The Invisible Hand in Economics: How Economists Explain Unintended Social Consequences

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Taylor & Francis, Nov 23, 2009 - Business & Economics - 254 pages
This is a book about one of the most controversial concepts in economics the invisible hand. The author explores the unintended social consequences implied by the invisible hand and discusses the mechanisms that bring about these consequences.

The book questions, examines and explicates the strengths and weaknesses of invisible hand explanations concerning the emergence of institutions and macro-social structures, from a methodological and philosophical perspective. Aydinonat analyses paradigmatic examples of invisible-hand explanations, such as Carl Menger's `Origin of Money' and Thomas Schelling's famous chequerboard model of residential segregation in relation to contemporary models of emergence of money and segregation.Based on this analysis, he provides a fresh look at the philosophical literature on models and explanation and develops a philosophical framework for interpreting invisible hand type of explanations in economics and elsewhere. Finally, the author applies this framework to recent game theoretic models of institutions and outlines the way in which they should be evaluated.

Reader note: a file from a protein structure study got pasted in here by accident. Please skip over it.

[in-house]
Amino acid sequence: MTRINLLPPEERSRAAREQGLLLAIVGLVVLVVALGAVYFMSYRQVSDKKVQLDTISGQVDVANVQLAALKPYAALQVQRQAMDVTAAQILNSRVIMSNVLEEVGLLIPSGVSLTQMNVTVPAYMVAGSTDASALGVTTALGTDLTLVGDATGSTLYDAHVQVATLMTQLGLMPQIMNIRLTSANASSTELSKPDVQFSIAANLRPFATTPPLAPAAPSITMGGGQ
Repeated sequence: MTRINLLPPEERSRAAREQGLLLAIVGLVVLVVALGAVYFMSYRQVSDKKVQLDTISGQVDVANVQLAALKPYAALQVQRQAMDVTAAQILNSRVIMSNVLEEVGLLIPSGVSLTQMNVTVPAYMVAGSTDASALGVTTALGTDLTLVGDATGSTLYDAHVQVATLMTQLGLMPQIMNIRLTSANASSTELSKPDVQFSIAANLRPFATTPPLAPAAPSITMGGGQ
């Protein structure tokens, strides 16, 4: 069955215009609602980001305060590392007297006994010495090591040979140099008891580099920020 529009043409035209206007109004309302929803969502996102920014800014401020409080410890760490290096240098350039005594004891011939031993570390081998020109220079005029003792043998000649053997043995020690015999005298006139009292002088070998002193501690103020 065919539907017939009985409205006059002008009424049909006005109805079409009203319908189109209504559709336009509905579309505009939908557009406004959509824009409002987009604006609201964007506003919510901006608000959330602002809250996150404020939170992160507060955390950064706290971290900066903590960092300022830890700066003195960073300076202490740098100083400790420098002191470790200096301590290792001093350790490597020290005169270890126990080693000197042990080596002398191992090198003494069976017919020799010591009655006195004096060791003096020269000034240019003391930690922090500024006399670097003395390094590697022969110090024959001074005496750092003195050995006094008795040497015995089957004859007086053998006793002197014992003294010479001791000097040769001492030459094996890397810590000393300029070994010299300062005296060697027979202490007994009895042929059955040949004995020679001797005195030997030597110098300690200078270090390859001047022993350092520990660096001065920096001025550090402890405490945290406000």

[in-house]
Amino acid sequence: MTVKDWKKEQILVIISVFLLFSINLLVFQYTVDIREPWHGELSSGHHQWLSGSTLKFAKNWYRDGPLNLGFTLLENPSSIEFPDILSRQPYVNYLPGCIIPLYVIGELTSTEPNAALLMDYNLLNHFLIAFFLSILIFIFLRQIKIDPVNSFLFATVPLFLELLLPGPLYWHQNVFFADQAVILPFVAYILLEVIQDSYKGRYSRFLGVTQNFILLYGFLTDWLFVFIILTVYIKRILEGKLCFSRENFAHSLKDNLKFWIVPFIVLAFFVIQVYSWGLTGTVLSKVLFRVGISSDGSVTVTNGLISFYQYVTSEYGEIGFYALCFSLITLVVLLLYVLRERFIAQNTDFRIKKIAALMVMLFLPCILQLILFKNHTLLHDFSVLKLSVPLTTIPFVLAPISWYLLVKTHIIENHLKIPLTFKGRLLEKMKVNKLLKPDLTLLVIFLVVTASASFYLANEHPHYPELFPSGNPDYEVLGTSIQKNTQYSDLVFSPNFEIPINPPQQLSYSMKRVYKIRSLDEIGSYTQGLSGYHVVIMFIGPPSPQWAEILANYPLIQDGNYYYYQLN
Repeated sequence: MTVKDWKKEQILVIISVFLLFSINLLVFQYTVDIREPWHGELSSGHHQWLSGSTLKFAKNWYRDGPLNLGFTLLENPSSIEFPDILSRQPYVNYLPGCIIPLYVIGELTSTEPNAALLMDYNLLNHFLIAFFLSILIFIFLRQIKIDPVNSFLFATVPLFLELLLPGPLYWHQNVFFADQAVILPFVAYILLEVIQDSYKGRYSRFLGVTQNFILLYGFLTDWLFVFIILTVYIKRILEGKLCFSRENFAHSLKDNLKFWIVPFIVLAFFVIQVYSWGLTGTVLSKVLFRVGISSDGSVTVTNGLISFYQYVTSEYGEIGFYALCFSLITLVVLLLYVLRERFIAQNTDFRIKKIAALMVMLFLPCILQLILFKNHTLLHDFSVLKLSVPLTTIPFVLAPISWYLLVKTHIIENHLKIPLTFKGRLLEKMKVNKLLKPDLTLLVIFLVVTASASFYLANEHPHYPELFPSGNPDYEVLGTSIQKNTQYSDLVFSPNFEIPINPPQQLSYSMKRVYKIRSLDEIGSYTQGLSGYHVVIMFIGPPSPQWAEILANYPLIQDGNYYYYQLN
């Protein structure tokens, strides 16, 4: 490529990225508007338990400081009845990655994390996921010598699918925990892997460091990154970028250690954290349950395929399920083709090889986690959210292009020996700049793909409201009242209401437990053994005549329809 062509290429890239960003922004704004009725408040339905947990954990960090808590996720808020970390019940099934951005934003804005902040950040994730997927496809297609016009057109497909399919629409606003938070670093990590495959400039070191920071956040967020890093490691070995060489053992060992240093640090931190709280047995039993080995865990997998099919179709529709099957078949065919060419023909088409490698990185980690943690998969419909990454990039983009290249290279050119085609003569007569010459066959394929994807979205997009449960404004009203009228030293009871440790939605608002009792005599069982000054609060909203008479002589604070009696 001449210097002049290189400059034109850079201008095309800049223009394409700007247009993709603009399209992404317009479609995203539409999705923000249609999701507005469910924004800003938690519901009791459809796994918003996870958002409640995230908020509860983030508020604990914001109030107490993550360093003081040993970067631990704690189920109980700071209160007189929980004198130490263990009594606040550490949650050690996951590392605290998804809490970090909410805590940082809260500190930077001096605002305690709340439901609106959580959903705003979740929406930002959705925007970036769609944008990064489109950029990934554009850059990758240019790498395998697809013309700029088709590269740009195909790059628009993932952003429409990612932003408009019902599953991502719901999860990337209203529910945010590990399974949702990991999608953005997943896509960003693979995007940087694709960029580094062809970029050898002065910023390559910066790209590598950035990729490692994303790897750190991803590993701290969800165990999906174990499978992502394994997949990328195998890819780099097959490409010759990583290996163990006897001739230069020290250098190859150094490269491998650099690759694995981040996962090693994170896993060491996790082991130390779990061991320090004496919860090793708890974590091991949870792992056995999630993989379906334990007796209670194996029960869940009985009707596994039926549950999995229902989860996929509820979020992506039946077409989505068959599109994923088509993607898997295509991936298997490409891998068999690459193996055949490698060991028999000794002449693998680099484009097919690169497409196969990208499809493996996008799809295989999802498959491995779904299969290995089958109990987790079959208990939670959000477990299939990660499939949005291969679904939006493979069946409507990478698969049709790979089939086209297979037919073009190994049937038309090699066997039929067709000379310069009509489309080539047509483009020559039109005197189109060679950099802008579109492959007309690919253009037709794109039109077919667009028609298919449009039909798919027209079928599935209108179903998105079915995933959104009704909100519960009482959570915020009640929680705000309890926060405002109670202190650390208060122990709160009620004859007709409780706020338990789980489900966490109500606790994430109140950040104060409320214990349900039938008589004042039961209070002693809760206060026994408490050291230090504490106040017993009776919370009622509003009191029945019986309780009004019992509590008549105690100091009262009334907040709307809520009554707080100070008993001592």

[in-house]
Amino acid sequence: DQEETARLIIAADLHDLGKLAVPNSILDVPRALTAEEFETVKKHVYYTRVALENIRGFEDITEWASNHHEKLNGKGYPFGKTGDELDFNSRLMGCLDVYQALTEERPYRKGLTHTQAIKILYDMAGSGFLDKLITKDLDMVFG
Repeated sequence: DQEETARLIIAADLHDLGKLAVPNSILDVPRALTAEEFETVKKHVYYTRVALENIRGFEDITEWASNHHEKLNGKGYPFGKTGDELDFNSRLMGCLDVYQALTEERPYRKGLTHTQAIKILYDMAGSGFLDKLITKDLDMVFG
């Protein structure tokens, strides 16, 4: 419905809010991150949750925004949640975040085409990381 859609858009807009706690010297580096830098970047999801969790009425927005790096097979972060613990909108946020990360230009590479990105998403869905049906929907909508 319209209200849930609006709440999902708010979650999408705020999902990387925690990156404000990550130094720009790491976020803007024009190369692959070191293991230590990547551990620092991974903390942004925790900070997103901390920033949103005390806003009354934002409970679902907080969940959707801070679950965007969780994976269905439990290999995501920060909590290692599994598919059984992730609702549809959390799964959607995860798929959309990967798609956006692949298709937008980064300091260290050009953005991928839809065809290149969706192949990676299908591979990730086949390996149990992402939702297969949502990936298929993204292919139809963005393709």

Covering areas such as history, philosophy of economics and game theory this book will appeal to philosophers of social science and historians of economic thought, as well as to practising economists.
 

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Contents

1 Introduction
1
2 Unintended consequences
11
3 The origin of money
27
4 Segregation
50
5 The invisible hand
68
6 The origin of money reconsidered
93
7 Models and representation
119
8 Game theory and conventions
146
Smith Jevons and Mises on money
169
Models of emergence of money
173
Explorations of the chequerboard world
178
Focal points and risk dominance
182
Notes
194
Bibliography
216
Index
243
Copyright

9 Concluding remarks
165

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About the author (2009)

N. Emrah Aydinonat is Lecturer in philosophy of economics and economic growth at Ankara University, Turkey.

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